What is the nephrologist’s greatest challenge in identifying, treating, and/or managing FSGS?
Dr. Fervenza: The main problem is what to do with patients who fail to respond to corticosteroids or calcineurin inhibitors. Even a kidney transplant is not a solution since the disease can recur in up to 30%-40% of patients who receive a kidney transplant.
Are there any misconceptions about the diagnosis, treatment, or management of FSGS that need to be corrected or updated?
Dr. Fervenza: To me, one of the main challenges is to be able to differentiate between primary and secondary forms of FSGS. This is important because primary FSGS is the one for which you would consider treatment with immunosuppressive therapy. On the other hand, youou would treat secondary FSGS by maximizing conservative therapy with tight blood-pressure control with the use of angiotensin II blockade, diet, weight and lipid control, no smoking, and so forth.
How can nephrologists distinguish between primary and secondary FSGS?
Dr. Fervenza: While patients with primary FSGS characteristically have full nephrotic syndrome, those with secondary FSGS usually just have nephrotic range proteinuria—not the full syndrome. Also, electron microscopy is crucial since patients with secondary FSGS have segmental foot process effacement, while in primary FSGS effacement is usually widespread.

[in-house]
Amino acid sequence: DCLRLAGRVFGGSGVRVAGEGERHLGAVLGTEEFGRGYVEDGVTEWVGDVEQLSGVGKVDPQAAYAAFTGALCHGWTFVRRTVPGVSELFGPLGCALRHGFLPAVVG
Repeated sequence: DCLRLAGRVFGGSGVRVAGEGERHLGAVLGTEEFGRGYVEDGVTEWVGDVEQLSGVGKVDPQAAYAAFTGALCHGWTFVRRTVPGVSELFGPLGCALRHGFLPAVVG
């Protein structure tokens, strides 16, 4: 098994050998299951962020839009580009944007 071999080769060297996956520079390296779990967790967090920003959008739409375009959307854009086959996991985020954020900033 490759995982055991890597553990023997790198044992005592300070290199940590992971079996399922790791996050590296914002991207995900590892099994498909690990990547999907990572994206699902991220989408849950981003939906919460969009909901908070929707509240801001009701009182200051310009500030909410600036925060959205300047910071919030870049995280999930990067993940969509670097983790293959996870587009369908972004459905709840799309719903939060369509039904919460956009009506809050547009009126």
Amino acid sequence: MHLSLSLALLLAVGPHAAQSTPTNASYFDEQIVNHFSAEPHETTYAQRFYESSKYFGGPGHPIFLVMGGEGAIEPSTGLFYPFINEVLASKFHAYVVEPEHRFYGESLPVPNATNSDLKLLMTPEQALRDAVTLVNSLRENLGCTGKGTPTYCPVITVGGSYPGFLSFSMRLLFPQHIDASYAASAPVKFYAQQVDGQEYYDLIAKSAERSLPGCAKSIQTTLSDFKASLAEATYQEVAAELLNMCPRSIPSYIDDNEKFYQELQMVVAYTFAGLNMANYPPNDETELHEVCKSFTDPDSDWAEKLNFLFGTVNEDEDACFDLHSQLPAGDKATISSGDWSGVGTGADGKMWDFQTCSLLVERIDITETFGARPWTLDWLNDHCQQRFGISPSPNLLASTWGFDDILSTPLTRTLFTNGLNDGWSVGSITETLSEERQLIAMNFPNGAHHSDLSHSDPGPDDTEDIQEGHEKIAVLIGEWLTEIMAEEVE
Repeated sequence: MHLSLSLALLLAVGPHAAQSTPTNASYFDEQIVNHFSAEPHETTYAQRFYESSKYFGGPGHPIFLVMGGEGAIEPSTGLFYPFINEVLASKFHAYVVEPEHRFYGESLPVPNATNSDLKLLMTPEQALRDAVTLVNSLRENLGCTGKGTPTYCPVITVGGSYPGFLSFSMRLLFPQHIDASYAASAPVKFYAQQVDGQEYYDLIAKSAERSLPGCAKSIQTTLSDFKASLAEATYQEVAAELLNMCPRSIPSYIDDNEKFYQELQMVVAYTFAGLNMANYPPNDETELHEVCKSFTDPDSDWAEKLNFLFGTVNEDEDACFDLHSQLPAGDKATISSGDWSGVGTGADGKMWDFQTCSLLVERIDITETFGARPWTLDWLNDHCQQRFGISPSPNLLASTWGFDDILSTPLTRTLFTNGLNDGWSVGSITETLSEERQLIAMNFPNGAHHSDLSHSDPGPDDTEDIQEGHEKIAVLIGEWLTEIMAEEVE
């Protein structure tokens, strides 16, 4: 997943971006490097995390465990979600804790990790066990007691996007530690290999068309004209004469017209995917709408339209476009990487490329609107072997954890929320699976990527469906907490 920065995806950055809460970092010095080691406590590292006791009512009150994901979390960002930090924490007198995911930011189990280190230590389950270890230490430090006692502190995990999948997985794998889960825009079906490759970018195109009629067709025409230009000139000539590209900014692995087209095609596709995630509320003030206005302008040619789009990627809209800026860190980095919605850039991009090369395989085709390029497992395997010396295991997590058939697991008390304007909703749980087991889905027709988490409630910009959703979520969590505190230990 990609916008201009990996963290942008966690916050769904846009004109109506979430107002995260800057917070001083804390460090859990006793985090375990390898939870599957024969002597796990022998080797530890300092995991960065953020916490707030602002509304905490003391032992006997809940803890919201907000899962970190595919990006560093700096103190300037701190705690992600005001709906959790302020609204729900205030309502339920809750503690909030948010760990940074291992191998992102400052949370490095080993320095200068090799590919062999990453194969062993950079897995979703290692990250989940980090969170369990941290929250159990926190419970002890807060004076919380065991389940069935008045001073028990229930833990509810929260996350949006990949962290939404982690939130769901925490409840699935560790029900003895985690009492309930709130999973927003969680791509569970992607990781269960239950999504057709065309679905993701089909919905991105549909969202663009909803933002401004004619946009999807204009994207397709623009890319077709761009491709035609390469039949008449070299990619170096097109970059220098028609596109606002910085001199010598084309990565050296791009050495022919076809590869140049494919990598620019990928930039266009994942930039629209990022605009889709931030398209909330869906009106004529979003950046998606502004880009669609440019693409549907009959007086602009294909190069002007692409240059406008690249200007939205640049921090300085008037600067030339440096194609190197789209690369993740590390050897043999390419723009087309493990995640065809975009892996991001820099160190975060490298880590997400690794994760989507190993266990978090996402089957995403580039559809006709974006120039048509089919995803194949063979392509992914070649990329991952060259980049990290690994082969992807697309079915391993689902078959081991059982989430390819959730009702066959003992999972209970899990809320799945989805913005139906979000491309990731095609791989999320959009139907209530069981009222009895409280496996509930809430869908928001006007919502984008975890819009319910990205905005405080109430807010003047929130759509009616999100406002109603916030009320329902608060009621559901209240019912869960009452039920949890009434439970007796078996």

Are there any telltale signs or symptoms that should prompt the nephrologist to suspect FSGS?
Dr. Fervenza: No. Patients present with proteinuria and nephrotic syndrome, which could indicate FSGS, membranous nephropathy, minimal change disease, etc. Only a renal biopsy can tell the differences.
What is the typical amount of time that elapses between development and diagnosis of FSGS?
Dr. Fervenza: It can vary from weeks to months. It depends on how acute the presentation is: Patients with sudden onset of massive edema are likely to seek medical attention earlier and get biopsied.
What has been the most significant breakthrough in FSGS research in the past five years?
Dr. Fervenza: The recognition of genetic forms of FSGS and the importance of podocyte proteins in the disease process. Another major breakthrough was the finding that apolipoprotein L1 (APOL1), which is expressed in podocytes, has a high-risk alleles prevalence in patients of African descent with primary FSGS and HIV-associated nephropathy, implicating potential podocyte effects.
What are the most critical questions that still need to be answered regarding FSGS?
Dr. Fervenza: Why do we develop primary FSGS? What is the mechanism(s)? What is the best form of treatment?